Heretofore, starch-based adhesives have been used to prepare composite structures such as laminates. It has been found that such starch-based adhesives are unsatisfactory in many respects. The composite structure prepared using starch-based adhesives, though lightweight, still are of higher density than ordinarily is desired. In addition, the stiffness of the known composite materials is somewhat unsatisfactory, thus making such materials somewhat unsuitable for use as partitions in shipping vessels.
In light of the foregoing, it is a general object of the invention to provide, in preferred embodiments, a composite material having improved density and stiffness as compared to the known materials heretofore described. More generally, it is an object to provide a method for adhesive bonding, the method being useful in the preparation of composite structures as heretofore discussed.
Surprisingly, it has been found that a hemicellulose-based adhesive can be used in the preparation of composite structures and for other bonding purposes. Hemicellulose is a soluble component of agricultural residue such a corn hulls and other cellulose-containing materials. Hemicellulose is readily obtainable via the alkaline cooking of corn hulls, as is taught in U.S. Pat. Nos. 2,801,955; 3,716,526; 2,868,778; and 4,038,481, and in published International Application No. WO 98US/05551. The alkaline cooking of corn hulls to produce an adhesive composition for cellulosic materials also is known in the art, as is taught in U.S. Pat. Nos. 6,063,178; 5,855,659; and 5,503,668. Additionally, the alkaline cooking of spent corn germ to provide an adhesive composition for cellulosic materials is known in the art, as is taught in U.S. Pat. No. 5,972,091.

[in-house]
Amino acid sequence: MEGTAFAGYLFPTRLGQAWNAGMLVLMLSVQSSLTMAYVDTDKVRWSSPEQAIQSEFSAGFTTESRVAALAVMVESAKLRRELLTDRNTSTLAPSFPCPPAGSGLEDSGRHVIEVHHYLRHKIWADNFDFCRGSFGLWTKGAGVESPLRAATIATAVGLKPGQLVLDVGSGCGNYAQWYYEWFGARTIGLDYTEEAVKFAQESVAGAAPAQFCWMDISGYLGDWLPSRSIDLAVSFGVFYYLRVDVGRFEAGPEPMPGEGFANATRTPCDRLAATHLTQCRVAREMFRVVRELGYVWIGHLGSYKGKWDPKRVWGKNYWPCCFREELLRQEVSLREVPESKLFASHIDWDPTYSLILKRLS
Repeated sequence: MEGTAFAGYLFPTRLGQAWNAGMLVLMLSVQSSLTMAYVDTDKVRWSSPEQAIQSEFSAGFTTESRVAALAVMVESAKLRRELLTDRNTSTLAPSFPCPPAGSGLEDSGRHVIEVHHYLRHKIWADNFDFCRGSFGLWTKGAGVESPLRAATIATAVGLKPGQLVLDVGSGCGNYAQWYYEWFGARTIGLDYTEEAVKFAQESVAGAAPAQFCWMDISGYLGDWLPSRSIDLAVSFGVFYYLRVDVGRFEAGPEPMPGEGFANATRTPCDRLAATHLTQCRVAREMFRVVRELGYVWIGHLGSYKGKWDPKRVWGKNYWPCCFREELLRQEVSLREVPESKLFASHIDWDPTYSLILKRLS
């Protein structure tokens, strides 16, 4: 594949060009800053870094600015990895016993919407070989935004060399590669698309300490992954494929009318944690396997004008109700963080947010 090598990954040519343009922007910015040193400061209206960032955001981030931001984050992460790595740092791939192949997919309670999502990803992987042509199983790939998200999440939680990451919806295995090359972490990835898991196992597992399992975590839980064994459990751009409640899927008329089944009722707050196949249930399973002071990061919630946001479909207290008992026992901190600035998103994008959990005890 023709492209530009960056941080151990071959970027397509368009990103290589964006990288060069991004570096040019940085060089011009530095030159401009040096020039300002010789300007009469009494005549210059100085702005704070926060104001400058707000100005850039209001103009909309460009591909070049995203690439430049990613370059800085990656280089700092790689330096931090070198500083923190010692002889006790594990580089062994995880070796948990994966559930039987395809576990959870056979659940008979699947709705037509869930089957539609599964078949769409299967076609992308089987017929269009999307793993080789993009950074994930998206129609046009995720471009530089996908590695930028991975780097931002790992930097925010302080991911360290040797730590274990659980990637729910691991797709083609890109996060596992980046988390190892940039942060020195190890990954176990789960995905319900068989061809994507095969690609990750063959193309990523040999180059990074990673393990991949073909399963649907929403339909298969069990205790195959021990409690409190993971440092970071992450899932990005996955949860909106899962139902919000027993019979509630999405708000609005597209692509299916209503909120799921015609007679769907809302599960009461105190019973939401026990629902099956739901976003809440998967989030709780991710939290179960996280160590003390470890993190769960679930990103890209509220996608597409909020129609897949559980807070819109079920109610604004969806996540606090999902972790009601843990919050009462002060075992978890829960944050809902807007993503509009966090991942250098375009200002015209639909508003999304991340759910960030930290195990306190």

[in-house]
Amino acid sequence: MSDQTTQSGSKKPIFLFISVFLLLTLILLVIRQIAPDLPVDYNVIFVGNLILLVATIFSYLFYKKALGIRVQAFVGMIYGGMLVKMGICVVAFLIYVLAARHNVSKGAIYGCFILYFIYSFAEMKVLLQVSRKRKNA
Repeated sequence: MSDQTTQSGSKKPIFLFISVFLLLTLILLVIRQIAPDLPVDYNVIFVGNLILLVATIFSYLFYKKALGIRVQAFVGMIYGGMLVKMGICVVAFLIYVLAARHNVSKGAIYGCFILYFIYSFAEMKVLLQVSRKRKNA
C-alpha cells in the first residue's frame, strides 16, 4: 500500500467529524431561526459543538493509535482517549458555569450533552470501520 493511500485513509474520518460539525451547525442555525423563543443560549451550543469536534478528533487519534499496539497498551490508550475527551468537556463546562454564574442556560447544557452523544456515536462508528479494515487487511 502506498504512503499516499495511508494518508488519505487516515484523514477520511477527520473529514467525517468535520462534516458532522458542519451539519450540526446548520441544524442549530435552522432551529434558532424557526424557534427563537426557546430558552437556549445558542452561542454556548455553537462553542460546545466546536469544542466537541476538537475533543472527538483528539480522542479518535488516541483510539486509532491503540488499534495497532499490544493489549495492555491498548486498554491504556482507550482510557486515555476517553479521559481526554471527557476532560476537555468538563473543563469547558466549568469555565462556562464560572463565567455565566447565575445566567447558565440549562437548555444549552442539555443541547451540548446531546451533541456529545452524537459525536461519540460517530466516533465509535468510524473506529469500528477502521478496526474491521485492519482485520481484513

In accordance with the invention, a hemicellulose-containing material, such as the liquid fraction from an alkaline-cooked agricultural residue, is used to fabricate a composite structure, such as a laminate. A composite structure thus prepared may be used as a partition in a shipping vessel. As set forth in more detail hereinbelow, the density and stiffness of such structure are improved over those of known composite structures fashioned with starch-based adhesives.
In accordance with a preferred embodiment of the invention, a liquid-pregnable material is impregnated with a hemicellulose-based adhesive composition. The adhesive composition is at least substantially dewatered, such as by applying heat, to thereby form a composite structure. Most preferably, the liquid-pregnable material is one ply (laminae) of a laminar structure, i.e., a laminate. The laminate may be prepared by providing a laminar structure that includes two laminae that are in contact with one another, at least one of the laminae being a liquid-pregnable material that is impregnated with a hemicellulose-containing liquid adhesive composition. Upon dewatering of the adhesive composition, a laminate is provided. Most preferably, the laminate is prepared by providing two laminae, each of which is composed of a nonwoven mat of a fibrous material. Before or after the laminae are placed into contact with one another, but preferably before, the laminae are together impregnated with an adhesive composition. The adhesive composition then is at least substantially dewatered to yield a laminate.
Features of the preferred embodiments of the invention are set forth hereinbelow.
FIG. 1 is a perspective view of a prepreg prepared in accordance with the invention.